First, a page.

- As coworking has grown from a small movement into a global industry, so too has its potential to positively impact neighborhoods, communities, cities, regions and even countries.
- Ashley Proctor from Creative Blueprint, GCUC Canada, and COHIP talks about how individual coworking spaces can better measure their local impact.
- Proctor believes community outreach is not necessarily something reserved for well-funded or large spaces, and that all coworking spaces can have a direct impact on their local community.
Ashley Proctor is a coworking powerhouse. Founder of Creative Blueprint, Executive Producer of GCUC Canada, founder of COHIP (the Coworking Health Insurance Plan), former Executive Director of 312 Main, the largest coworking space in Canada, and more, she has helped shape the coworking movement for the last 15 years.
Allwork.Space spoke with Proctor about the potential economic and social impact of coworking, how individual spaces can better measure their local impact, and where she sees this global community going. Here are the highlights of our conversation.
Allwork.space: In the early days of coworking, it was all about how spaces and communities could support each other. Now we’re looking at the potential of coworking to transform neighborhoods, cities, regions and beyond. What’s your bird’s eye view of what we’re experiencing?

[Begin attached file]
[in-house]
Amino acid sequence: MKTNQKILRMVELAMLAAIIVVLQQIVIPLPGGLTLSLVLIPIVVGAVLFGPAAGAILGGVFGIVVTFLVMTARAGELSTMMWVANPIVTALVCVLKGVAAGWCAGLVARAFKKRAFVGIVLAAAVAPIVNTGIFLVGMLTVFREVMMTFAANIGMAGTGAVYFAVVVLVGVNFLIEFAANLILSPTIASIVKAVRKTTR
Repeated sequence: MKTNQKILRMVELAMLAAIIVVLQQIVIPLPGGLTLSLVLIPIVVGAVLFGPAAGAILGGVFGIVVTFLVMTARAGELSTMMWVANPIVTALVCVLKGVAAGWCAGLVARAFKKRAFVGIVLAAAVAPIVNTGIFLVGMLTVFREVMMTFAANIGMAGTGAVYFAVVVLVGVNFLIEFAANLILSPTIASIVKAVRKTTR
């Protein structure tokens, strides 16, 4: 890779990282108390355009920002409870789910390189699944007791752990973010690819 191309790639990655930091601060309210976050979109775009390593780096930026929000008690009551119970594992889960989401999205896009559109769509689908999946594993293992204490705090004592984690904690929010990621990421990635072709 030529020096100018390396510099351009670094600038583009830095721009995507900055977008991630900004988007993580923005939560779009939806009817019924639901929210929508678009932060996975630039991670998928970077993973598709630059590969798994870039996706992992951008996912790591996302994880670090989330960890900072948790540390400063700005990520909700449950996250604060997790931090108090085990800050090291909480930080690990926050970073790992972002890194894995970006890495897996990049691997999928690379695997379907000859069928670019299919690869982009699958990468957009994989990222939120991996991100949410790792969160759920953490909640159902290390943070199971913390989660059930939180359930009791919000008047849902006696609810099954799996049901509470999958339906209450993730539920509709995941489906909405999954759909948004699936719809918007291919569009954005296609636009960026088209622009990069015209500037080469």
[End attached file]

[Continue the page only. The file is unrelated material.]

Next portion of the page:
Ashley Proctor: Thinking about the future of the movement and the potential we’ve been amassing or building over time is a thrilling topic. In the early days of coworking, the people I know who were doing this at the same time as me were trying to improve the conditions for human beings. It could be for themselves, or their peers and friends, or solving a problem for a group of people that approached them, or seeing a need in the market, but there was a general desire to improve conditions for humans.
The big picture goal at that time was to potentially shift thinking about work, or to show the world that another way is possible. Not necessarily to change the entire work landscape, but to reimagine it, shape it a little bit, or at least cut out something that made sense for our smaller communities and make that okay, as well.
Now we’ve seen everything evolve into a real industry. Coworking is so tangible, it’s an industry, it’s a movement, and it’s growing. I’m seeing a lot of the core values of coworking disappear, or at least become less important in the industry. But there are still genuine coworking spaces doing the things that we’re not necessarily seeing in an industry space.
A genuine coworking space has nothing to do with desks or wifi or space rental—it’s about bringing people together, and dismantling loneliness. We see people focused on building and strengthening communities, and inspiring and empowering members.
On a larger scale, we’re breaking down barriers and building bridges between industries; we’re making entrepreneurship accessible to people; we’re protecting freelancer rights; and increasing productivity and the capacity of our member organizations. In turn, we’re accelerating economic development, which is where people start paying attention.